This is part one of a week-long, five-part series during which Kelly Waldron will delve into the controversial issue of senior driving. From recognizing the warning signs to having difficult conversations to taking away the keys and finding alternate transportation, it's an important issue that plagues many families across New Jersey, one of which will share their very personal story.

Senior citizens represent about 17 percent of the driving population in New Jersey and while many are still very active and able to get behind the wheel with no problem, there are others who are literally taking a risk every time they get in their car and hit the road. People are living longer and are staying healthier longer, so one active 65 year old may be completely different than another. What can the state do in terms of driver testing?

"We have an aging population and the fact is that a 65-year-old isn't necessarily considered a senior anymore. We have very active 65-year-olds and very active 75-year-olds and 85-year-olds. They are commuting. They are transporting themselves. But, at the end of the day, having a driver's license is a very personal responsibility and it needs to be taken seriously, whatever your age," said Chairman and Chief Administrator of the New Jersey Motor Vehicle Commission Ray Martinez. "When you get behind the wheel, you have to make sure that you're comfortable, that you aren't impaired in any way and that you are able to drive for your own safety, the safety of your passengers and for those who share the road with you."

"Governments have struggled with this issue for a very long time because It's very difficult to set an arbitrary age when everyone has to be retested," said Martinez. "It would not only be difficult to implement, but it could also be very unfair because what indicators are you looking for to see whether an individual of whatever age is still able to have their license? We rely upon the obvious indicators here at the Motor Vehicle Commission. Have they been in an accident? Have they gotten numerous tickets? These are just some of the questions. But, it still comes down to personal responsibility. Am I able to drive?"

"It's important for people to be in tune with their bodies. They should be getting their eyesight checked annually. But it's not only about eyes, it's also about reflexes and about cognitive ability. That doesn't only affect seniors though. That speaks to every driver on the road, and again, the reason setting an arbitrary age can be so difficult," said Martinez.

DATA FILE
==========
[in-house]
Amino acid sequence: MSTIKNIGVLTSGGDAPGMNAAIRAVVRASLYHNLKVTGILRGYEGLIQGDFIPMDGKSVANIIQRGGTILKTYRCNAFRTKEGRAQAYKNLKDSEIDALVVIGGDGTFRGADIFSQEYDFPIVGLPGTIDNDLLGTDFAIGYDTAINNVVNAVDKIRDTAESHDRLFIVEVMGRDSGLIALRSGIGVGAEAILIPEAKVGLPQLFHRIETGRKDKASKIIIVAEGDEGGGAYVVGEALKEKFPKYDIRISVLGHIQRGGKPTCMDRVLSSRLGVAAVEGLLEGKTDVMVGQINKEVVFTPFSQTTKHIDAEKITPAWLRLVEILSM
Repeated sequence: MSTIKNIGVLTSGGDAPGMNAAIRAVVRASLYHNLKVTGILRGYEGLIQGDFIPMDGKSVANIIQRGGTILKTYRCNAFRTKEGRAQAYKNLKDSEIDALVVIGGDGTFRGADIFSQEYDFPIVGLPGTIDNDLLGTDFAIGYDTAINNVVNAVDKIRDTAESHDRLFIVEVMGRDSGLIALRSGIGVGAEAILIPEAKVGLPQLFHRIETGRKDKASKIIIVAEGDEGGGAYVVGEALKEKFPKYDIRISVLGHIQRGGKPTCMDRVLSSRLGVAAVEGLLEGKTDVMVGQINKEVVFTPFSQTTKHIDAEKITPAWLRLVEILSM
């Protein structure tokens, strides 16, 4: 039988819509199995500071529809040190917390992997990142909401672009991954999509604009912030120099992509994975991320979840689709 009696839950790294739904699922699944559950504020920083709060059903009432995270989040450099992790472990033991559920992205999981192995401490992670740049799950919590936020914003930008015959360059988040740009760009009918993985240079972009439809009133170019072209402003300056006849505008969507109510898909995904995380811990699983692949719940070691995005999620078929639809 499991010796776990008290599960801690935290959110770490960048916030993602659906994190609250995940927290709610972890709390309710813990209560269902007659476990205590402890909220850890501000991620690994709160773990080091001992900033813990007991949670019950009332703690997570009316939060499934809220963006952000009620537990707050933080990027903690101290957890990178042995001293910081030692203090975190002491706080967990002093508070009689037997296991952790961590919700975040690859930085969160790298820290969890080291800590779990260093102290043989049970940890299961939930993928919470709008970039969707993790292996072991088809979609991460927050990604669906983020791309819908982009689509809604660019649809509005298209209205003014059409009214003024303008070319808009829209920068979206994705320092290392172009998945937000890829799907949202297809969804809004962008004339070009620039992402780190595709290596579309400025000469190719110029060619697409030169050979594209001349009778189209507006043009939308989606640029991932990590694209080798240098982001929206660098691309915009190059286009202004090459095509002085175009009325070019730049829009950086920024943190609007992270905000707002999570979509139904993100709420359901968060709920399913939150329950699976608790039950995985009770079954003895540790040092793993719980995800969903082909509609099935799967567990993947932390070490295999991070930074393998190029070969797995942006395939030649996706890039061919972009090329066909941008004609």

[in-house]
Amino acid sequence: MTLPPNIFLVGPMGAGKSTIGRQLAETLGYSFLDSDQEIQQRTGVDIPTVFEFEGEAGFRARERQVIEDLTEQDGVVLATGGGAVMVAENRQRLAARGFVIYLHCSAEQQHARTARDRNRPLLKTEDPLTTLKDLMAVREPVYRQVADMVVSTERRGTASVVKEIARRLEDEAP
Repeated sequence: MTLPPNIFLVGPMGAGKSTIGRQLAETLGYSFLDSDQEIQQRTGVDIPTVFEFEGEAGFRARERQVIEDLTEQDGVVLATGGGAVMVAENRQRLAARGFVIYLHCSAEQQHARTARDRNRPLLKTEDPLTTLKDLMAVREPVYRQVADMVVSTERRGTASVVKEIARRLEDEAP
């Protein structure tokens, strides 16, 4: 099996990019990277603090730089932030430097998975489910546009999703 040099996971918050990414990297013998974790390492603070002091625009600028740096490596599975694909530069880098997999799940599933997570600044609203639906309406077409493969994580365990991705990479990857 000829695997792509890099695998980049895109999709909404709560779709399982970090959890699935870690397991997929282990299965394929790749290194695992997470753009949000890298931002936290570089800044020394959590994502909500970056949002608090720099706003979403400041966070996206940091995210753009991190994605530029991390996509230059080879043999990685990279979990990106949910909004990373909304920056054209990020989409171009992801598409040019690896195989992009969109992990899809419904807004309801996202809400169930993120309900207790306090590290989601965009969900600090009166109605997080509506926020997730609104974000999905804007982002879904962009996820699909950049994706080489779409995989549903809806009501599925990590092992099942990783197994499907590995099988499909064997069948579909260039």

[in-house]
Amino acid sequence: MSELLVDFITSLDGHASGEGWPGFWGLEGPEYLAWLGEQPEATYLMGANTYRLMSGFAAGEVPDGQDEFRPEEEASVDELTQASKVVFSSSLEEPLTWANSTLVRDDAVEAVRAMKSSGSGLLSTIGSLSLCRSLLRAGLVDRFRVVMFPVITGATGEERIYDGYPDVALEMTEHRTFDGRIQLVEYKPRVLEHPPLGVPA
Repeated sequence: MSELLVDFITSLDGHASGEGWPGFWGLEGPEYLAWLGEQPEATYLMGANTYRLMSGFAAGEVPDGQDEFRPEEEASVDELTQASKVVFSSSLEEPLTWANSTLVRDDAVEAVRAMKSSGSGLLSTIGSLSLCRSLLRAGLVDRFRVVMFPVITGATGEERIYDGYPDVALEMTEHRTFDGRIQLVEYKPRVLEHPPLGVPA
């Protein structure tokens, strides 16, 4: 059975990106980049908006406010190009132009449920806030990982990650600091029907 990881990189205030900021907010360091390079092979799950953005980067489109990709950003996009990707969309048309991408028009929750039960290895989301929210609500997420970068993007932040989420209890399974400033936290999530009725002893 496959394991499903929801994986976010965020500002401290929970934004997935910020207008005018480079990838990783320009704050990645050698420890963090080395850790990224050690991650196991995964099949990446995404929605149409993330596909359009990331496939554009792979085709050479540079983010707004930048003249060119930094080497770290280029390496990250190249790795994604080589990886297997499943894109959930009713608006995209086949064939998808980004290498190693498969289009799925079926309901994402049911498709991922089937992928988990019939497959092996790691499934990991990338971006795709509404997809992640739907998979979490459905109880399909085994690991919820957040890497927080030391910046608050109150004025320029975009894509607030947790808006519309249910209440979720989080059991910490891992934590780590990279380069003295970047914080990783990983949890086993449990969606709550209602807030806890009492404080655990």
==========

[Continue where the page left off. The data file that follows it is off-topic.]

He adds, "It's also the reason we're going to be reaching out to the senior population across the state in a very positive way. We're partnering with a number of state agencies, law enforcement and medical professionals and we'll be going to senior communities across New Jersey to provide educational forums. The idea is to help people keep their driver's licenses as long as they possibly can as long as it is safe. We will provide tips and information on things they can look for and be aware of and we'll also answer any questions they may have."

"Basically what it comes down to is, if you're a good, capable and experienced driver and you're safe for yourself and for everyone else, then you should and can keep your license. But, it's important to make sure you're safe," said Martinez. "The idea is to keep it positive and to keep drivers self-evaluating."

The kick-off event of Wisdom Behind the Wheel will take place on August 15, 2012 at 55 Kip Center in Rutherford from 11:30-12:30. Representatives from the New Jersey Motor Vehicle Commission, the State Department of Transportation, the New Jersey Division of Highway Traffic Safety, AAA and the medical community will take part.